A recent publication in Genome Biology and Evolution, which was published by Oxford University Press, has made an intriguing discovery regarding the annulated sea snake. This venomous snake species, found in the waters surrounding Australia and Asia, seems to have evolved an extended range of color vision after its ancestors lost that ability due to changing environments.
The ability to perceive colors in animals is primarily determined by visual opsins, a group of genes responsible for color vision. While the loss of opsin genes has occurred multiple times during the evolution of tetrapods (including amphibians, reptiles, and mammals), the emergence of new opsin genes is exceedingly rare. Prior to this study, the only known instance of new opsin gene evolution within reptiles was observed in certain species of Helicops, a snake genus from South America.
To investigate the molecular evolution of vision genes, researchers examined the visual opsin genes in five ecologically distinct species of elapid snakes using publicly available reference genomes. Elapids, which include cobras, mambas, and the annulated sea snake, offer an excellent opportunity to study the history of vision gene evolution.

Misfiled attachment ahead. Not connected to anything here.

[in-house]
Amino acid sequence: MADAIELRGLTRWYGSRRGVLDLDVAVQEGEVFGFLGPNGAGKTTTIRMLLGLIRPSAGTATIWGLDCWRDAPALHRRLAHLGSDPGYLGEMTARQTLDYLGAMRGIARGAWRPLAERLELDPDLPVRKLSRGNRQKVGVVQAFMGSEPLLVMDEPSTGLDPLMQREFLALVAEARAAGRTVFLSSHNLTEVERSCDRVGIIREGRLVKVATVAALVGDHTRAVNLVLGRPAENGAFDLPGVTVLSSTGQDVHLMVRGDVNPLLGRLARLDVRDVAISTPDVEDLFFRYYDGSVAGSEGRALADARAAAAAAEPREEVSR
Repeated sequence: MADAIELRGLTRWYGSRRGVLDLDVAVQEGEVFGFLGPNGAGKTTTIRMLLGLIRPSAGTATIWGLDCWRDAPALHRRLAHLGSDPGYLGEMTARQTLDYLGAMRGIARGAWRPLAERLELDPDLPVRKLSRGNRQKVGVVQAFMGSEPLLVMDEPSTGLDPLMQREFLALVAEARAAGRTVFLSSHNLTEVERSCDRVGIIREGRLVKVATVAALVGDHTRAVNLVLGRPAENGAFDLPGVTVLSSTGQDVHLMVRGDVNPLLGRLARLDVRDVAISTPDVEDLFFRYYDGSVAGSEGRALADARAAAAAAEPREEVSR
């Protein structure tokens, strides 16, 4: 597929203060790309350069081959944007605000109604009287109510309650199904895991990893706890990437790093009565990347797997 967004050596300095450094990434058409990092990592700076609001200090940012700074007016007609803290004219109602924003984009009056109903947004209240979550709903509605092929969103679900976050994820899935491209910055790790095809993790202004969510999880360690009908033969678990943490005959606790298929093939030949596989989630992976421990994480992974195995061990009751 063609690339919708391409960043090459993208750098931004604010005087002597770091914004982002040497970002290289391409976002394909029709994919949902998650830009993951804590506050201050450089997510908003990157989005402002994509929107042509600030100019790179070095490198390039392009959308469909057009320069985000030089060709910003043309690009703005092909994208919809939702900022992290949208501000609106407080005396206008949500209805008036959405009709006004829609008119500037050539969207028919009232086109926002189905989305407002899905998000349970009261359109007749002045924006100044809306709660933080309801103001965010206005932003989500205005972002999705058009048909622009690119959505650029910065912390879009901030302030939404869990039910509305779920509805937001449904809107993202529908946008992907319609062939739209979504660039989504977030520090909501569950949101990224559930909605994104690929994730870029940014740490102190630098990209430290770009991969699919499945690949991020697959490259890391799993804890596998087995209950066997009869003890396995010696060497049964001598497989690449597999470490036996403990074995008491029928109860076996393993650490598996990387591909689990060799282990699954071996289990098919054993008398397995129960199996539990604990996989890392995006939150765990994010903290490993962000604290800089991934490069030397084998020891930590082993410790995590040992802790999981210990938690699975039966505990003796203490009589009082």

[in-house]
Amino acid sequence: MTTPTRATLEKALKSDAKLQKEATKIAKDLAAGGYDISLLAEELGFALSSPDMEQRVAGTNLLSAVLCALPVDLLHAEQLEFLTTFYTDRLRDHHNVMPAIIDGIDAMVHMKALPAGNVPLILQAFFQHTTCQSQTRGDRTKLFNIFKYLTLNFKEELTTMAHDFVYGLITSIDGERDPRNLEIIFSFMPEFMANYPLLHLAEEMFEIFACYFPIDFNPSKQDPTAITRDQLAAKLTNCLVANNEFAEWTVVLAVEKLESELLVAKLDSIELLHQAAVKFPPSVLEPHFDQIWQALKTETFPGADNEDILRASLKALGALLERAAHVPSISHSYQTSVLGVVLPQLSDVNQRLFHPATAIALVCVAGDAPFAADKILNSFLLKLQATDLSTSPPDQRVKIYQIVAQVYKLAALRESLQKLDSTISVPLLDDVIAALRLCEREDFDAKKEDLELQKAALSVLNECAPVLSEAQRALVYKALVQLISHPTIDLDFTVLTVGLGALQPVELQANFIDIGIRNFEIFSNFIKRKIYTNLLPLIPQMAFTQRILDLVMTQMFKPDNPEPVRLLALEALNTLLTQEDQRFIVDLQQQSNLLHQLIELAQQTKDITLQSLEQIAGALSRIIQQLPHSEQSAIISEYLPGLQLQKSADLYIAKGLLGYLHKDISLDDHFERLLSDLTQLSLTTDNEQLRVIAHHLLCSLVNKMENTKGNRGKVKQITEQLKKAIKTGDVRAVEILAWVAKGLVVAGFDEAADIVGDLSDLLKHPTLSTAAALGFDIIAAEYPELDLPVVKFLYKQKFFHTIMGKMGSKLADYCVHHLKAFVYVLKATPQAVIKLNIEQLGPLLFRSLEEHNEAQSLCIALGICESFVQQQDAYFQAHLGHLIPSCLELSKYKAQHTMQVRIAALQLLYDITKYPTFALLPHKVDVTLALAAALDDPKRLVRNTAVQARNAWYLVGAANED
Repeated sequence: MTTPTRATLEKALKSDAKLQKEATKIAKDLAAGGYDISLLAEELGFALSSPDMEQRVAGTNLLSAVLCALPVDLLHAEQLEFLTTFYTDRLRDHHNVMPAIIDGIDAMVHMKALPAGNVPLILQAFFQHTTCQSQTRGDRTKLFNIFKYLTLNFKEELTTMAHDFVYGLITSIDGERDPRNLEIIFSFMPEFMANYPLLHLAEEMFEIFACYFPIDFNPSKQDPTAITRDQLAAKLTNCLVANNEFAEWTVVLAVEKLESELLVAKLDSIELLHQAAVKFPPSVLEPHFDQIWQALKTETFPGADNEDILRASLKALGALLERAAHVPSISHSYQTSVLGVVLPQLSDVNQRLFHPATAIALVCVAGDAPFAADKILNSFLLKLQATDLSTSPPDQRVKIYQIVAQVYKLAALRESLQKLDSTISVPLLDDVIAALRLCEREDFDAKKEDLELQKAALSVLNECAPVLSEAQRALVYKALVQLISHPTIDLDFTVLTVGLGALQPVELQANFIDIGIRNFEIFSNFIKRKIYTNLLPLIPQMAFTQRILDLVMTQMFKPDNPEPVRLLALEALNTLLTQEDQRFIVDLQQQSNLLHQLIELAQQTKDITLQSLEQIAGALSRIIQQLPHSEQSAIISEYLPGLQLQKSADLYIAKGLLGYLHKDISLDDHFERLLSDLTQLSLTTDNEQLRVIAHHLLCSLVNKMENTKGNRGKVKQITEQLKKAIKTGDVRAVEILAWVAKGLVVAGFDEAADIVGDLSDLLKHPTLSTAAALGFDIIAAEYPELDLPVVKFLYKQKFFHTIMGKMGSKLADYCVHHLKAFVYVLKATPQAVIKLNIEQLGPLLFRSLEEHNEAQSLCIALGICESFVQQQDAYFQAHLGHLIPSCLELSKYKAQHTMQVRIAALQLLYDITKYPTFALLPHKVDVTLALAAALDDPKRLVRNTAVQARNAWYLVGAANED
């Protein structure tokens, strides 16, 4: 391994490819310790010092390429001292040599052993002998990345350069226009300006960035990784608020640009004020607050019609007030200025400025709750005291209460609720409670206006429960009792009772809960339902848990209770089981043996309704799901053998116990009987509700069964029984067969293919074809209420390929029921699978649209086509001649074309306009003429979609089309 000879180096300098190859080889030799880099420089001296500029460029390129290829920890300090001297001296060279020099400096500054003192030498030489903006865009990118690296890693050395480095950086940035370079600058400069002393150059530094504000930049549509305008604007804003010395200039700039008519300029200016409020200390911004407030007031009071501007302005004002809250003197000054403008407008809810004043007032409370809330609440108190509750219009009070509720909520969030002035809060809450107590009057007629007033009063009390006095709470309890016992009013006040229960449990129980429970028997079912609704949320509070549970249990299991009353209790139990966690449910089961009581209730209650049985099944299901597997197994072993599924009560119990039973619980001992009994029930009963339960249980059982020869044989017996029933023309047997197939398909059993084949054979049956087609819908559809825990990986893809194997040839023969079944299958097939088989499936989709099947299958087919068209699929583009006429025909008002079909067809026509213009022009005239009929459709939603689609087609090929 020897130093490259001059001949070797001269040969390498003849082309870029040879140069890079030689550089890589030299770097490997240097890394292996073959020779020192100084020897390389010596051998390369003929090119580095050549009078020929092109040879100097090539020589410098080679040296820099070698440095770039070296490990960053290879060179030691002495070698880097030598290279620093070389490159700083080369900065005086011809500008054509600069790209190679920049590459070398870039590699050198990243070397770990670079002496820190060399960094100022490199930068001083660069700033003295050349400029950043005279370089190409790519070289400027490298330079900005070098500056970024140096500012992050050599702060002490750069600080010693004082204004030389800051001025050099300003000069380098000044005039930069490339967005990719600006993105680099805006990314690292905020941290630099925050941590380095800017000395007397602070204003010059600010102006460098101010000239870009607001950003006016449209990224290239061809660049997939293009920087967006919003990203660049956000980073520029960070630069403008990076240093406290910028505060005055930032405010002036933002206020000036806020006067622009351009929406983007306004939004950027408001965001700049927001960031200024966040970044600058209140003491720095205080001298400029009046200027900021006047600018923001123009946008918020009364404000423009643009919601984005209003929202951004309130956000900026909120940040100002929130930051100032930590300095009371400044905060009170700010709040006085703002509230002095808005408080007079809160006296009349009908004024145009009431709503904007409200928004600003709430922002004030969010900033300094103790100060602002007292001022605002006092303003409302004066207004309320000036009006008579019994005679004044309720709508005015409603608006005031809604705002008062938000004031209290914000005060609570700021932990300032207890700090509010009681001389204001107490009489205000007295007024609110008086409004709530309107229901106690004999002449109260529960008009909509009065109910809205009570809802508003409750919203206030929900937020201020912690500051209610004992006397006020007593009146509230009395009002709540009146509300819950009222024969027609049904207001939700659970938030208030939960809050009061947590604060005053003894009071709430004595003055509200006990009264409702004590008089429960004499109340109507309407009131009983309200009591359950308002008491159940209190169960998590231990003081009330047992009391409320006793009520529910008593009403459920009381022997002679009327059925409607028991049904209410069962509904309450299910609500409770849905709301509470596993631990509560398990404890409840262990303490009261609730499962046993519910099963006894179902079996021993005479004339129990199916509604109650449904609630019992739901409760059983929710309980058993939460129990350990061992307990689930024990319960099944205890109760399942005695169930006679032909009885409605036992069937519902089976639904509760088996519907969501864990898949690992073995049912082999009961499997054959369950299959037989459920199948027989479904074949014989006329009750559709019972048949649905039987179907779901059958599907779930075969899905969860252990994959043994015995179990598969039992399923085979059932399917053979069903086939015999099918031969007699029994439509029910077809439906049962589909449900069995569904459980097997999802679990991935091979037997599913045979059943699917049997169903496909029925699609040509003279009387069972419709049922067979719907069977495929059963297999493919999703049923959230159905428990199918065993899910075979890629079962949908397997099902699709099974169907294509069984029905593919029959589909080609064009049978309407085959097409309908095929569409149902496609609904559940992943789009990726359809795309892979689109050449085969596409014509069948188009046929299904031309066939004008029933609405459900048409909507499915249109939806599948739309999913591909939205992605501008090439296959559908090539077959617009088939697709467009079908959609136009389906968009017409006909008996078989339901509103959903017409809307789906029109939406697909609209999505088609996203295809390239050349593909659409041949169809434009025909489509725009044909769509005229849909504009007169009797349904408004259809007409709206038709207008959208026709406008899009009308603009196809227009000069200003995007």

In the early stages, snakes lost two visual opsin genes during their phase of burrowing in dim-light environments, limiting their ability to perceive a wide range of colors. However, some of their descendants have since transitioned to brighter habitats, with two elapid lineages even moving from terrestrial to marine environments over the past 25 million years.
The study revealed that the annulated sea snake possesses four intact copies of the opsin gene SWS1. Two of these genes retain the ancestral ultraviolet sensitivity, while the other two have developed a new sensitivity to longer wavelengths, which are more prevalent in ocean habitats.
The researchers hypothesize that this expanded color sensitivity may enhance the sea snakes’ ability to distinguish predators, prey, and potential mates against the vibrant marine backgrounds. This evolutionary pattern stands in stark contrast to the opsin evolution observed in mammals like bats, dolphins, and whales during ecological transitions, where further opsin losses occurred as they adapted to dim-light and aquatic environments.
“The early snakes lost much of their color vision due to their burrowing lifestyle in dim-light conditions,” explained the lead author of the paper, Isaac Rossetto. “However, their sea snake descendants now inhabit brighter and visually diverse marine environments. We believe that recent gene duplications have significantly broadened the range of colors that sea snakes can perceive. To draw a comparison, humans have a similarly expanded color sensitivity, while animals like cats and dogs are partially color-blind, akin to those early snakes.”
Source: Oxford University Press